Sharing the View

A web page for sharing images and ideas about the creative process and the making of an illustrated book for children.

Time travel with a photograph

A photographer is like a cod, which produces a million eggs in order that one may reach maturity.
— George Bernard Shaw

From time to time this blog will take a break from the subject of making a children's book and talk about other creative pursuits.  And since photography has shaped my artistic vision for so many years let's start there.

At its most basic level photography is capturing light on a sensitive surface such as a piece of film, and then using that film to make a photograph on a piece of paper. I have a family heirloom camera that belonged to a great great uncle that I never met. He maintained his camera and the notes about its use with fastidious care. It's like new.

The old family camera, which was made in 1915. My great great uncle's exposure notes were probably made in the 1920s or 30s.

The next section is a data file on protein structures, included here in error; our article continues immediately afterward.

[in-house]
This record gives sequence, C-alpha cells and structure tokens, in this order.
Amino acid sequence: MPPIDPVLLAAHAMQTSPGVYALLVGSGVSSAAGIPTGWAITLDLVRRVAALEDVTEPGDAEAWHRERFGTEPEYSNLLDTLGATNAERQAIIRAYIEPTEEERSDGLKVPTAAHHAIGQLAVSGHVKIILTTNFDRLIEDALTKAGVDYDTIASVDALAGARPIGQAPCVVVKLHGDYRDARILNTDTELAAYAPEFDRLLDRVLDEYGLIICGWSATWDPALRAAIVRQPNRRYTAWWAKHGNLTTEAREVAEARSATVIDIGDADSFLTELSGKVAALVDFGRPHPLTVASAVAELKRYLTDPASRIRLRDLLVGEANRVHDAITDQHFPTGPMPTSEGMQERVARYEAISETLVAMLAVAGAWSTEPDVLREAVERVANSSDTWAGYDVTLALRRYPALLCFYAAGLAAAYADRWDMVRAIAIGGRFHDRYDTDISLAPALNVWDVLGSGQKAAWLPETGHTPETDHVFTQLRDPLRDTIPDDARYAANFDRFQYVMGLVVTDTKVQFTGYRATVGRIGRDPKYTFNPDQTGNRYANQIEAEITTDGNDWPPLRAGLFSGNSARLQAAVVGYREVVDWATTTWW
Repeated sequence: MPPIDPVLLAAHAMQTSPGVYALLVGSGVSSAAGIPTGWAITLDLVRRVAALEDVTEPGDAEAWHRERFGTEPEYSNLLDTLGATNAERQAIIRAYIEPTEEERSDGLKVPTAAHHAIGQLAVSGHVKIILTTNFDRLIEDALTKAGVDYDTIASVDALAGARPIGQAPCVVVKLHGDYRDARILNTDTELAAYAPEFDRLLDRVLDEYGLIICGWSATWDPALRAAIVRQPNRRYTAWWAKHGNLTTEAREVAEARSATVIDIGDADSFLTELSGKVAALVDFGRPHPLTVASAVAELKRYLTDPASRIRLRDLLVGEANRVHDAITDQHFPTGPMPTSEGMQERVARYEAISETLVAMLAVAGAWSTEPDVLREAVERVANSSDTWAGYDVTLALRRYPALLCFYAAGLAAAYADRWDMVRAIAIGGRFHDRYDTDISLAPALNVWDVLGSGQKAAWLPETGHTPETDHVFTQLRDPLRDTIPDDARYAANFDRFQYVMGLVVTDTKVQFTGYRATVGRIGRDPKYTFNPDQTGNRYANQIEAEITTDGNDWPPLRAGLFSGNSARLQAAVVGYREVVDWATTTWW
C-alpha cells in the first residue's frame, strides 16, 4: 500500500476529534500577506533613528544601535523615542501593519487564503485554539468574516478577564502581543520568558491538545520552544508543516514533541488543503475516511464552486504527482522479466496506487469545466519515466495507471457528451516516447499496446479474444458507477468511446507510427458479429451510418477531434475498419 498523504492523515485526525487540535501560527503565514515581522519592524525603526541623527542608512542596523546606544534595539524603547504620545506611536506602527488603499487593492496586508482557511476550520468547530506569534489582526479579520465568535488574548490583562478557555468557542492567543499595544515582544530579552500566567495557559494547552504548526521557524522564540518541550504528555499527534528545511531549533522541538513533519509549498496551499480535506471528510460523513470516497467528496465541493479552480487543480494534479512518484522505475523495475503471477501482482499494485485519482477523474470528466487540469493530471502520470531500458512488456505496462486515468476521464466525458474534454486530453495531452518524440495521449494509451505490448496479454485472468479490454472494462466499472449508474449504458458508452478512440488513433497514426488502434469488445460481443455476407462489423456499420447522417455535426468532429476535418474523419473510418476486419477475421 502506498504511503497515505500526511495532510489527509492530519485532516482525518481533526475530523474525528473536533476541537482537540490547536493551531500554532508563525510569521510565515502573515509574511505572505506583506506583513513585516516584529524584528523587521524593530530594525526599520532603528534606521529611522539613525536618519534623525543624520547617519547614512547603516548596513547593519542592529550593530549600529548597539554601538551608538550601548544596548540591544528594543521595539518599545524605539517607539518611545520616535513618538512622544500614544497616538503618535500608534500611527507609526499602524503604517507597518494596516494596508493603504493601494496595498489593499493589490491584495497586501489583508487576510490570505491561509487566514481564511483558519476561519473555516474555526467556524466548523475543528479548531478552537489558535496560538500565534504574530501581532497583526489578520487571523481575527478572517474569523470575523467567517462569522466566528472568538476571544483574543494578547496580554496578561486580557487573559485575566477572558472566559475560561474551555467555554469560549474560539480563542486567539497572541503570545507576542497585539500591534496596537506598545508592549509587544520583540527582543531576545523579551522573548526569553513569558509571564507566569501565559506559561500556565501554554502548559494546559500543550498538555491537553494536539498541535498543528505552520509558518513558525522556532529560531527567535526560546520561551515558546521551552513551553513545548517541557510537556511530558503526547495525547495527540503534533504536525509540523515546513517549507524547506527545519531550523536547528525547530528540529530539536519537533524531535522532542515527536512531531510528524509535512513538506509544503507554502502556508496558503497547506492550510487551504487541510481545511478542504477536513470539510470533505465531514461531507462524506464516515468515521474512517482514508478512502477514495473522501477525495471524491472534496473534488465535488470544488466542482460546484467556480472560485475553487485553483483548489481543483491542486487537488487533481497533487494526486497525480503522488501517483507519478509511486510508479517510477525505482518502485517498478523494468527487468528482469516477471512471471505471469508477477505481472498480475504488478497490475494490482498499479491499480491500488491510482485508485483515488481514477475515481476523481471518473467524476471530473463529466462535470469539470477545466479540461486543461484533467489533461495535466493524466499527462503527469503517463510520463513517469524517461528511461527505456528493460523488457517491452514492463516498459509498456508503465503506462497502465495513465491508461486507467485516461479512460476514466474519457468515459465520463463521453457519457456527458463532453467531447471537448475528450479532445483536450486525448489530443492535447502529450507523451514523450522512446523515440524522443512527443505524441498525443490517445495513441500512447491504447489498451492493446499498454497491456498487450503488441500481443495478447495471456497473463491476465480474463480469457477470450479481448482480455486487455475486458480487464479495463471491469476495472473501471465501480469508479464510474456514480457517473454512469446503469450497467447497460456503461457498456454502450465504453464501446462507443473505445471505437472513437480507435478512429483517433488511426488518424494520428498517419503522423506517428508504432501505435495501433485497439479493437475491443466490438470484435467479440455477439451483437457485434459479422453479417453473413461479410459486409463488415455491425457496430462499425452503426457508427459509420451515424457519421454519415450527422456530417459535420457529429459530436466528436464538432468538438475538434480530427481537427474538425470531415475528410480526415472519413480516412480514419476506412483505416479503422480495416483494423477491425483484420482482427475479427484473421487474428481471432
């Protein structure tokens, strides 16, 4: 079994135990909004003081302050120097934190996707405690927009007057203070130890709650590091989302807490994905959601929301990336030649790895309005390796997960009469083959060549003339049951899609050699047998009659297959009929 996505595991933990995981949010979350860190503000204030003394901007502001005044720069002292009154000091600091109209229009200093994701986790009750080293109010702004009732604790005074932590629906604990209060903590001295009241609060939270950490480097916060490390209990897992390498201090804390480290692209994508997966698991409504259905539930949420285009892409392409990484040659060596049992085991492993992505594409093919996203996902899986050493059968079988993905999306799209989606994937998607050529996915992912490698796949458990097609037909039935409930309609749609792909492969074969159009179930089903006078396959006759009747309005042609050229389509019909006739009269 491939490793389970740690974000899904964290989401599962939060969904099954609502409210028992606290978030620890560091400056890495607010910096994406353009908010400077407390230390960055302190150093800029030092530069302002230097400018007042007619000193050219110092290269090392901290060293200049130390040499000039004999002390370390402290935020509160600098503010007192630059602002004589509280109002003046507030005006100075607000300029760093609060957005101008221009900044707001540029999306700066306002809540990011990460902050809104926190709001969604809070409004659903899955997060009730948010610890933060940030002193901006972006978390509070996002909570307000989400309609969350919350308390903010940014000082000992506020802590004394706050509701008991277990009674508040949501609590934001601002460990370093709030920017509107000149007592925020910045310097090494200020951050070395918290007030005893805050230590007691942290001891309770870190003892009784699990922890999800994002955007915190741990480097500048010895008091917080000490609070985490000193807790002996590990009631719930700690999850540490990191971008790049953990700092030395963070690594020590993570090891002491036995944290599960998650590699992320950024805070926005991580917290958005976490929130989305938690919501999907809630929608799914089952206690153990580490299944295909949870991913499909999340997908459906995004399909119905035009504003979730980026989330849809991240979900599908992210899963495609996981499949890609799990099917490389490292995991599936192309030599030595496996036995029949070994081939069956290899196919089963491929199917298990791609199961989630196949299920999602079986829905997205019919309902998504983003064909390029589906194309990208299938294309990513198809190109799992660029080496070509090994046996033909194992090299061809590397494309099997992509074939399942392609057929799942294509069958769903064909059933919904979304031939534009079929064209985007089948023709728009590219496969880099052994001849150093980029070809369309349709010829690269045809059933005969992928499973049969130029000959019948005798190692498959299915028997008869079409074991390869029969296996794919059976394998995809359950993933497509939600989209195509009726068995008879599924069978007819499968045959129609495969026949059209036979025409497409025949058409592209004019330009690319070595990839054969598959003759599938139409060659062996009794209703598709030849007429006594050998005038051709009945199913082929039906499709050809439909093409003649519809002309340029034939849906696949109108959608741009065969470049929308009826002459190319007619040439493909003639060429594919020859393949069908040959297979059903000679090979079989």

The old family camera, which was made in 1915. My great great uncle's exposure notes were probably made in the 1920s or 30s.

I use that camera in much the same way he did all those years ago, by making contact prints. A contact print is a very simple thing to make and requires no special tools; you just need a lightbulb, a negative, a piece of photo paper and the liquid solutions to develop the print. By placing the negative directly on top of and in contact with the photo paper (hence the name) and shining a light through it you achieve a print that is the exact size of the negative used. I made a short video below showing a negative and the resulting contact print together:

That's my son; I explained to him that people in the 1920s rarely smiled in photos - depicting people smiling is a fairly recent thing actually - and so he obliged for this photo and looked serious, however briefly.

There is some kind of alchemy happening here.  I don't mean the magic of chemistry and physics that happens when I shine light on paper and an image forms, although that is fascinating in its own right.  It's more about the passage of time.  I'm using a camera that was made in 1915 to make a photograph of my teenager in these  modern times, but this camera depicts light and surface with its own particular signature, a signature from its own distant past.  Even though this print is fresh and new and very much from this day, because of the way it was made it is also anchored to the past, and to the lives of those that came before. 

And oddly when I hold it I'm transported to the distant future, a very old man remembering when my son was young. This little snapshot feels like an antique.

Jeffrey Warden